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to her so distressing occasion. Oh, the mercy that could pity and pardon a wretch like me!

On her knees, with tears she prayed me not to leave her. “ Your father,” said she, “ will buy you off. Oh, my sonmy only sou—my only child, do not break your mother's heart, and draw down the curse of God upon your own head.”

All in tears, my father sat in pensive silence and beheld the scene. I felt I loved them ; glad would I have stayed at home-but their religion! It was their religion, not them, I hated; and to get away from it, I resolved to go away from them.

My mother, still solicitous for my everlasting welfare, when she put up my clothes, secreted a small Bible withir. the folds of one of my shirts, This I found not out till far at sea, when, on changing my linen, it dropped out. When I saw the Bible I felt mad with rage, snatched it up, ran on deck, and cast it overboard as far as I could throw it.

When I joined my regiment in the West Indies, I castil off all restraint, and sinned with a high hand. The sins I there committed make me tremble and blush when I think of them. I stuck at nothing, how bad soever. I feared not God-he was not in all my thoughts; I regarded not future consequences ; and nothing but grace worthy of God - grace free and sovereign-grace abounding to the chief of sinners-grace that seeks and finds the sinner, before the sinner seeks it, could have reached my case. Some, if ther will, may boast their works, but I must ever say, "Not for works of righteousness that I have done, but according to his mercy he saved me."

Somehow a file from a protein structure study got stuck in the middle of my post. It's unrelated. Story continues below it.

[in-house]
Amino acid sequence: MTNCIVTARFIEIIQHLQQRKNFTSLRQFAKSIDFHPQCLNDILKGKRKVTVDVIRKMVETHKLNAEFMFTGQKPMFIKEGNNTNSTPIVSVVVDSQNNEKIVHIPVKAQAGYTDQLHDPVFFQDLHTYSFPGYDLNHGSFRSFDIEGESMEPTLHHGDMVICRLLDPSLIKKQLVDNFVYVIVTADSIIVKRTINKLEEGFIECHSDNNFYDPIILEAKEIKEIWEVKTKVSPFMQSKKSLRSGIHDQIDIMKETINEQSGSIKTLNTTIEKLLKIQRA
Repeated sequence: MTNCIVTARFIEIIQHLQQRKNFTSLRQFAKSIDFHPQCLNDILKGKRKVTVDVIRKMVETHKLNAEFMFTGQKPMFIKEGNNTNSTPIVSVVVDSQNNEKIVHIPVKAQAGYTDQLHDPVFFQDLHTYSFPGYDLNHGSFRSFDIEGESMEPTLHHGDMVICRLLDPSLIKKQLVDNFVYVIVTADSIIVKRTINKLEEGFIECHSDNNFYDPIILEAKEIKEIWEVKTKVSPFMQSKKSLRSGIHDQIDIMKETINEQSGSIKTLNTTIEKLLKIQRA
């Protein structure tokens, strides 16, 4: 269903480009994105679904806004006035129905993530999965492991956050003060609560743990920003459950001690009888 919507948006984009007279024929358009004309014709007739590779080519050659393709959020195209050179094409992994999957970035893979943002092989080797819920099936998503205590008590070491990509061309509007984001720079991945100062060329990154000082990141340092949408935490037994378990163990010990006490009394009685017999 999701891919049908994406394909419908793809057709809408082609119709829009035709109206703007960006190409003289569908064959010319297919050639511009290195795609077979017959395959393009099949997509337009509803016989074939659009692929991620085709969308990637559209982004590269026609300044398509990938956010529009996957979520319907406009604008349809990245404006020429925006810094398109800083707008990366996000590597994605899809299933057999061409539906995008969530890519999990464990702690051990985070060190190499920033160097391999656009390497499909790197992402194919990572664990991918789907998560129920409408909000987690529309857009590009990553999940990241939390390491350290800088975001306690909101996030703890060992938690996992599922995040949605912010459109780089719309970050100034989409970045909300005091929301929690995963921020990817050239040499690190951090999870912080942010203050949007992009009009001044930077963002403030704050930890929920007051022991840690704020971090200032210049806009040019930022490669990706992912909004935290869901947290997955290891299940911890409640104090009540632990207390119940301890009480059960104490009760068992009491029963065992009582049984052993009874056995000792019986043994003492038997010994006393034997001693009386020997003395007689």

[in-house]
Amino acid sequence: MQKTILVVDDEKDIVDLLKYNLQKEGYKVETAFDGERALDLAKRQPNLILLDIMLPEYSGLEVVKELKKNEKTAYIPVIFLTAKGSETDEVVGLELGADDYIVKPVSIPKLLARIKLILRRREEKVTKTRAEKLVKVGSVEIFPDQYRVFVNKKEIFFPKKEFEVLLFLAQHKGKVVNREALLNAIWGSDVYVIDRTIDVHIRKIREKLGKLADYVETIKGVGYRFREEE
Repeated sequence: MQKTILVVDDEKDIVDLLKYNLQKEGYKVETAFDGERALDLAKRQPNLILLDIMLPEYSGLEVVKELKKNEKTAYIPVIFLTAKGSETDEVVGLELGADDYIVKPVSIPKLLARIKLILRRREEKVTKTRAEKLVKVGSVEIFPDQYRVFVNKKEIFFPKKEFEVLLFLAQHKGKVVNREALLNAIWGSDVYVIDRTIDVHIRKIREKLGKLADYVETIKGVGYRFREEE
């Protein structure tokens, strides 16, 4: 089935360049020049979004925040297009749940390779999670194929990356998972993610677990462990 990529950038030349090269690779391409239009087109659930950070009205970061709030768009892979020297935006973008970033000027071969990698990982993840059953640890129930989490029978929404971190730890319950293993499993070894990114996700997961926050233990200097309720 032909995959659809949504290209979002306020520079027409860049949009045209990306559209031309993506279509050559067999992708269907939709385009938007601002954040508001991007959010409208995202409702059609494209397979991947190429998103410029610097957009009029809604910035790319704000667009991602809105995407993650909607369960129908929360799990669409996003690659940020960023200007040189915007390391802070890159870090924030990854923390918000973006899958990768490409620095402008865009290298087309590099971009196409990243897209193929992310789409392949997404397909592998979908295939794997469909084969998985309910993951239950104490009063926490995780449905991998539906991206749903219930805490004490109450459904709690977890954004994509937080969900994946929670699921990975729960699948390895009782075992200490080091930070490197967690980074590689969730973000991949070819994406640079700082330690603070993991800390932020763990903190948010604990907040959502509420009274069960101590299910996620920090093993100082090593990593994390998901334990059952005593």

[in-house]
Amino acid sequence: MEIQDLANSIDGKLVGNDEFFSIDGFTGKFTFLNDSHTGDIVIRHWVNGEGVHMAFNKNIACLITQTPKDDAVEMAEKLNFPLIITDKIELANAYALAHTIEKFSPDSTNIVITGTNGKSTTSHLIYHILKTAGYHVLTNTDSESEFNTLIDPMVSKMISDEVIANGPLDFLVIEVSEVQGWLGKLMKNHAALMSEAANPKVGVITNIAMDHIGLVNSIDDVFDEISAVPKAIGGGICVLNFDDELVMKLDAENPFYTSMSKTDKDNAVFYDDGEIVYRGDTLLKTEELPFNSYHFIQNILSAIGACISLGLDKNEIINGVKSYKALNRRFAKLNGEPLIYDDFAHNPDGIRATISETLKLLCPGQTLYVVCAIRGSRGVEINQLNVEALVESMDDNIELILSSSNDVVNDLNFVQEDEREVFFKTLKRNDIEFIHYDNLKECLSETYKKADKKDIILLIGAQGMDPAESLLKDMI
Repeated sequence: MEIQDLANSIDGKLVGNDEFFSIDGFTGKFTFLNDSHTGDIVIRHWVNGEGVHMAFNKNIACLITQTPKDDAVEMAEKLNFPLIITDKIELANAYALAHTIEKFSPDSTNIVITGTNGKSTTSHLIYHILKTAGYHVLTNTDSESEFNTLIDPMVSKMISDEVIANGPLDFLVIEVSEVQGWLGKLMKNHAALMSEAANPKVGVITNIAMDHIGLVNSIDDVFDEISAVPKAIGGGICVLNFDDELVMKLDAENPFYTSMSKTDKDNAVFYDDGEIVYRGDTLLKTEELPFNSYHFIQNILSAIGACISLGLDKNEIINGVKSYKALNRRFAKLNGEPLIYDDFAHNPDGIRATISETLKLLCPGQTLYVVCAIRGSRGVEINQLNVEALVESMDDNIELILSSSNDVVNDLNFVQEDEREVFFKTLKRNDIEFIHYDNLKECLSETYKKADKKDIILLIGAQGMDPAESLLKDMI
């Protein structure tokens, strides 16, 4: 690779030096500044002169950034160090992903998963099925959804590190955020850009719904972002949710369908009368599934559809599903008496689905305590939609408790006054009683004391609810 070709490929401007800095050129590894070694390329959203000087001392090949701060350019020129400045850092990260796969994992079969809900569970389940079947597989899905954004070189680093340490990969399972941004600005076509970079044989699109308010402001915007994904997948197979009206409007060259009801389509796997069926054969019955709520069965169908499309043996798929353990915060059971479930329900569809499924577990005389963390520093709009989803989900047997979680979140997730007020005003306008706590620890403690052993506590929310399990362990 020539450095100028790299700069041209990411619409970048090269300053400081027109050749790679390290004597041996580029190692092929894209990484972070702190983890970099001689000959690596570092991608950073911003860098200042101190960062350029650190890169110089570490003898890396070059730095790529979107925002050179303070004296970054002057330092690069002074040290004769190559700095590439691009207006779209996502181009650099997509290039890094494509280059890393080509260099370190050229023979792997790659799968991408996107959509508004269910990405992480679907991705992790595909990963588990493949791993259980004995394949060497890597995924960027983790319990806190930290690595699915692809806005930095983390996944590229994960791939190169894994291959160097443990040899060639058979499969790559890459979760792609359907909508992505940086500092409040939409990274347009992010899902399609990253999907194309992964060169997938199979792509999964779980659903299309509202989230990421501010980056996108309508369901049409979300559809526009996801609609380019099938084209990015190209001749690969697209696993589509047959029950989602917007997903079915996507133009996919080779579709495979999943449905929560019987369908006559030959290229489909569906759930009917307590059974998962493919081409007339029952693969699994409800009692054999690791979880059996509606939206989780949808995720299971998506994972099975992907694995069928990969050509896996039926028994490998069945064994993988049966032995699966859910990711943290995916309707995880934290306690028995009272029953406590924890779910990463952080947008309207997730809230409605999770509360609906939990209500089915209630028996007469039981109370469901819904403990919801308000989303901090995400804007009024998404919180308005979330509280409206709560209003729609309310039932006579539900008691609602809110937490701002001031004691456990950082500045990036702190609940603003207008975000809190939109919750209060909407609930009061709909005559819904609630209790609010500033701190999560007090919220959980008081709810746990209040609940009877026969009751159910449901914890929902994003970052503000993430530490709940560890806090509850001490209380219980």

“Oh, to grace how great a debtor!” I had gone into the woods with my companions in sin, where we sought to hide our guilt from the eyes of men, when the sound of distant "psalm-singing ” broke upon my ear. It was the first I had heard since I left my father's house. My attention was arrested; I stood still and listened, and thoughts altogether different from any which had heretofore occupied my mind, laid hold upon it ; and tears,

astonishing myself, unaccustomed to weep, ran from my eyes. “Home” stood before me. My heart melted like wax. My father's prayers-my mother's prayers--the grief and sorrow I had caused them--their often mingled and bitter tears on my account-Sabbaths at home--family worship in my father's house-my sins, my heinous sins, against God, against my dear parents, against many youthful companions, and against my own soul-all came crowding upon my remembrance and heart, until I trembled in view of the wrath of Almighty God, which I so justly deserved to suffer, and which, I thought, had then overtaken me.